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Oil, gas industry to fight stricter environmental bills in Colorado legislature

“We will fight each of these bills and we intend to explore every available path forward to protect Coloradans from these efforts which, if successful, will raise energy costs on those who can least afford it,” Dan Haley, president and chief executive officer of the Colorado Oil and Gas Association, said during the briefing.

Published: February 23, 2024 5:04pm

(The Center Square) -

Business leaders joined leaders of Colorado’s petroleum and natural gas industries in denouncing a wave of legislation creating higher environmental standards and phasing out drilling.

“These concepts range from banning any development for any industry that requires an air permit in up to 50% of the state to tracking and limiting how much you can drive your car,” Kait Schwartz, director of the American Petroleum Institute Colorado, said during a press conference on Thursday. “Ideas like this are harmful to the Colorado economy and many of of them are bad for the environment.”

Two Senate bills, 24-165 and 24-166 introduced Thursday, would tighten emission rules along with new enforcement of air quality standards and penalties. If passed, the state would establish vehicle miles traveled reduction targets for certain areas and "develop policies and programs to assist applicable metropolitan planning organizations in meeting the targets."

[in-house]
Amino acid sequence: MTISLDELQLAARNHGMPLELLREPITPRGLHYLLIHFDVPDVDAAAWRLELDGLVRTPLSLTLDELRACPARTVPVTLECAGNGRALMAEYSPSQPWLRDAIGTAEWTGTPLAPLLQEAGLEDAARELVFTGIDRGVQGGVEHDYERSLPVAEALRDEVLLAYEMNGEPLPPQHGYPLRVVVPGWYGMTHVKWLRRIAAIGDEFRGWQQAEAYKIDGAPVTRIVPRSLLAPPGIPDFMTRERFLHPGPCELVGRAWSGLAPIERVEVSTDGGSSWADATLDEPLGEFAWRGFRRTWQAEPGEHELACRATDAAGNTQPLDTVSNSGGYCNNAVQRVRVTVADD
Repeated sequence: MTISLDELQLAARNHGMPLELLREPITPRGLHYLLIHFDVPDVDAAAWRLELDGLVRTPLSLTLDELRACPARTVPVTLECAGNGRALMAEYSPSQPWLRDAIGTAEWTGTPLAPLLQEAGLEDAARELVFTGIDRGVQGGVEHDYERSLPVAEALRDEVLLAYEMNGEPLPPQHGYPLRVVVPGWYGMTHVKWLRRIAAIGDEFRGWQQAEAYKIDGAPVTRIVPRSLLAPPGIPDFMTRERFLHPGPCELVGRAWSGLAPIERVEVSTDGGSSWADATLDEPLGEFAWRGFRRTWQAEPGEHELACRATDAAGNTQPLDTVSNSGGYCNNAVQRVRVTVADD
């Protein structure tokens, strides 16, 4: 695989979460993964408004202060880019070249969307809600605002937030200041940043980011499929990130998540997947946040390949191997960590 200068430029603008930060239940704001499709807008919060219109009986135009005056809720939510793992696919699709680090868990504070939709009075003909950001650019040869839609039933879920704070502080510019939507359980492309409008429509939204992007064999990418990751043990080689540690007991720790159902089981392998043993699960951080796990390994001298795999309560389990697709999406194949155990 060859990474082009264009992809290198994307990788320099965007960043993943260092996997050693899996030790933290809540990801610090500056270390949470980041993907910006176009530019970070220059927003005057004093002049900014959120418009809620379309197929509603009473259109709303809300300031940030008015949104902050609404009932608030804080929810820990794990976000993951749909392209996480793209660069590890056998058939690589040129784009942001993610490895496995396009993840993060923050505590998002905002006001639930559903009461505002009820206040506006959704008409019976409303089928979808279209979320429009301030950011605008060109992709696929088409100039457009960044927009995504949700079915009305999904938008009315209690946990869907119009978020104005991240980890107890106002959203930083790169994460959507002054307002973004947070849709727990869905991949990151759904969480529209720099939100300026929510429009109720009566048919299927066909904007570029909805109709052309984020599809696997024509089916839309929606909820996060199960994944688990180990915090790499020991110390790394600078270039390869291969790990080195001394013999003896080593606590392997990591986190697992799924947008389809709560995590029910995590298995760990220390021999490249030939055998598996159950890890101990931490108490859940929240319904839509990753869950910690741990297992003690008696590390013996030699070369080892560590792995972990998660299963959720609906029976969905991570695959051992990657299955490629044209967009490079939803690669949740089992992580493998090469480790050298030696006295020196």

Senate Bill 24-159, introduced last week, would require the Colorado Energy & Carbon Management Commission to adopt rules to end the issuing of new oil and gas permits by Jan. 1, 2030. It also would reduce the total number of permits for new wells in 2028 and 2029 and require new permits issued after 2024 to stop operations by 2032.

“We will fight each of these bills and we intend to explore every available path forward to protect Coloradans from these efforts which, if successful, will raise energy costs on those who can least afford it,” Dan Haley, president and chief executive officer of the Colorado Oil and Gas Association, said during the briefing.

Haley emphasized the U.S. is the largest producer of oil and natural gas in the world and Colorado was the fourth-largest producer of crude oil and the eighth-largest in natural gas production.

“What happens here matters elsewhere,” Haley said.

Haley urged Democrats who introduced the bills to heed the advice of Colorado Democrat U.S. Senator Michael Bennett, who reportedly criticized President Joe Biden’s proposed ban of energy exports. Haley also recalled how natural gas prices soared when Russia invaded Ukraine.

“We hope Democrats in the Colorado state House will see energy as Senator Bennett does and view production and exports as a strategic necessity that can help the world, instead of making our allies fend for themselves when mad men are on the march,” Haley said.

J.J. Ament, president and chief executive officer of the Denver Metro Chamber of Commerce, said the proposed legislation will harm the state’s business climate.

“Right now the biggest risk to Colorado’s economy is public policy,” Ament said. “It’s public policy that’s been created without a thought to the cost-and-benefit analysis.”

The industry representatives also stated they’ve worked with the state to achieve multiple environmental goals.

“We need to own the fact that Colorado has the highest standards of anybody else,” said Sara Blackhurst, president and chief executive officer of Action Colorado, an advocacy organization serving rural areas. “We’re constantly meeting goals. The industry is constantly doing more. Every time a goal is set, it’s met and gone beyond and then the goals change.”

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